As Bruce DeSilva describes the way he and his wife, acclaimed poet Patricia Smith, write together, you picture a talented couple deftly blending their skills. You see Tracy and Hepburn as they whip up a lamb curry in Adam’s Rib or Lunt and Fontanne as they thrust and parry lines in The Visit.

“Taking comfort in each other’s company,” DeSilva says, he and Smith work in DeSilva’s home office. Usually, they work in silence, at least until they have full drafts to work on.

“Once one of us completes a manuscript, the collaboration becomes intense,” DeSilva says. “Patricia’s writing is rich to the point of being sensual while mine can be spare to the point of sensual deprivation. I help her make her work tighter and crisper, and she helps me make mine more descriptive and lyrical.”

The editorial sessions have paid off. DeSilva’s new thriller, Providence Rag, is “descriptive and lyrical” when it counts and “spare” where it should be. Add “trenchant” and “witty” and you have a sense of all three installments in DeSilva’s Liam Mulligan series, which follows an investigative reporter for the fictional Providence Dispatch. The first two books in the series scored big. Rogue Island, the debut entry, won Edgar and Macavity awards for best first novel. Cliff Walk, the follow-up, garnered ecstatic reviews.

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Now, early notices praise Providence Rag as the best of the three works. Previewing thrillers coming early in 2014, a Kirkus blogger found the book “highly rewarding.”

DeSilva is not surprised the third time charms readers.

“Many years of working as an editor have left me clear-eyed about my work,” he says. “As I wrote Providence Rag, I knew it would be my best book to date. Partly that’s because the story is so ambitious, awash in moral complexities. And partly it’s because I become a better writer with each novel, which is as it should be.”

One reason Providence Rag is so riveting is that the plot is based upon the actual case of Craig Price, the youngest serial killer in U. S. history. A month before his sixteenth birthday, Price was convicted of four murders, to which he had calmly confessed. Sentenced to prison as a minor, he was thus eligible for release when he turned 21. But in prison Price was convicted of a series of offenses that would have kept him behind bars for life—and safely away from the public. Some of the charges, DeSilva suspects, “were fabricated.” The situation created what DeSilva terms an “ethical conundrum.”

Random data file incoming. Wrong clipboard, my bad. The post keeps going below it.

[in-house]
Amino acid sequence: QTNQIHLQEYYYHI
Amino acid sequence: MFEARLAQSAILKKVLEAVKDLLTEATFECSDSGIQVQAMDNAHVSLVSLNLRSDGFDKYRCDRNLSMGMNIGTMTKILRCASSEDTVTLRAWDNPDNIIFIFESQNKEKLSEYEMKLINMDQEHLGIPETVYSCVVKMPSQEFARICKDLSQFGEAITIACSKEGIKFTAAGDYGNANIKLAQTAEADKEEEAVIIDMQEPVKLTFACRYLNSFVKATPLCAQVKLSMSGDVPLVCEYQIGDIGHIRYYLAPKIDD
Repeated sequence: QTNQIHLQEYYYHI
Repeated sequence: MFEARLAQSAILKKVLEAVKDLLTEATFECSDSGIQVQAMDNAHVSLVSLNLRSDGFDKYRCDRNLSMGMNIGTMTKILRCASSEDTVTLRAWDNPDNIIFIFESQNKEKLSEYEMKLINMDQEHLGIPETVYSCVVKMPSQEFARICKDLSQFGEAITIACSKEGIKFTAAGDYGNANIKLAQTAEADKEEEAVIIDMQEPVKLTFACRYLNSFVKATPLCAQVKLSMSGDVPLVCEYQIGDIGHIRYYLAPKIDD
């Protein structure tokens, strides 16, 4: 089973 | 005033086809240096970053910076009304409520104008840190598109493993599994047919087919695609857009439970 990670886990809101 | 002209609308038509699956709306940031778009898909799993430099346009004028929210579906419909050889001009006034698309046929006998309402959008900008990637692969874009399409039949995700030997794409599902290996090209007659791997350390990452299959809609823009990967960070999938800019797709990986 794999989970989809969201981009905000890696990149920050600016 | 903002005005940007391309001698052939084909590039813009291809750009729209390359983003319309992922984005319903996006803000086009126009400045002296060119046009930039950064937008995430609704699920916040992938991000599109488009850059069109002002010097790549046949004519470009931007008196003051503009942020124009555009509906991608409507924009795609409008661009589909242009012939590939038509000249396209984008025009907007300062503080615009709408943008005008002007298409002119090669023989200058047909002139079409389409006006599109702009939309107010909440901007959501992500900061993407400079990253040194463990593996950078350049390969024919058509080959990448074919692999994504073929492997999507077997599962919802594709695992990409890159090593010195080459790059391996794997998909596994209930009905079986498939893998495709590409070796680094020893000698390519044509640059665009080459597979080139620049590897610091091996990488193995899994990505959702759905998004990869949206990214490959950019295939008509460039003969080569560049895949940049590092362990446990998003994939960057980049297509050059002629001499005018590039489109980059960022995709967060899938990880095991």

“The villain is too dangerous to be set free,” DeSilva says, “but if officials can abuse their power to keep him locked up, they could do the same thing to anybody. No matter which side of the issue you take, you are condoning something reprehensible.”DeSilva_cover

Mulligan pursues the case in a less-than-secure environment. On shaky financial legs for some time, the paper he works for goes up for sale. This situation, too, is drawn from real life. The Providence Journal, where DeSilva was an investigative reporter—and which bears more than passing resemblance to the Dispatch—just went on the market, a prospect that displeases DeSilva.

“Decades of hemorrhaging revenue have reduced the Journal to a shadow of the vital institution it once was,” he laments. “It’s hard to see how the situation can get much worse, but every time I say that, it does.”

DeSilva, who worked in journalism for 40 years, is equally pessimistic about the media in general. “Television network news is shriveling into irrelevance. Twenty-four hour TV cable stations spew endless loops of trivia and poison the public discourse with partisan distortions. And the few Internet news sites striving to do things right lack the revenue to cover the news with breadth and depth,” he says. “I can’t begin to describe how much harm this is doing American democracy.”

DeSilva says the Mulligan books are “in part an elegy to the dying business that I love.” So what happens to Mulligan if his paper folds? “You’ll have to wait until next year when the fourth novel in the series, tentatively titled A Scourge of Vipers, is published. I think the answer will surprise you.”

Meanwhile, back in DeSilva’s study, the author and the poet are passing back and forth pages of a thriller they’re writing together. “It has dueling narrators,” DeSilva says. “A white Chicago cop who speaks in my voice and a black hairdresser who speaks in hers.”

Gerald Bartell's book coverage appears in Kirkus Reviews, the Washington Post and the San Francisco Chronicle.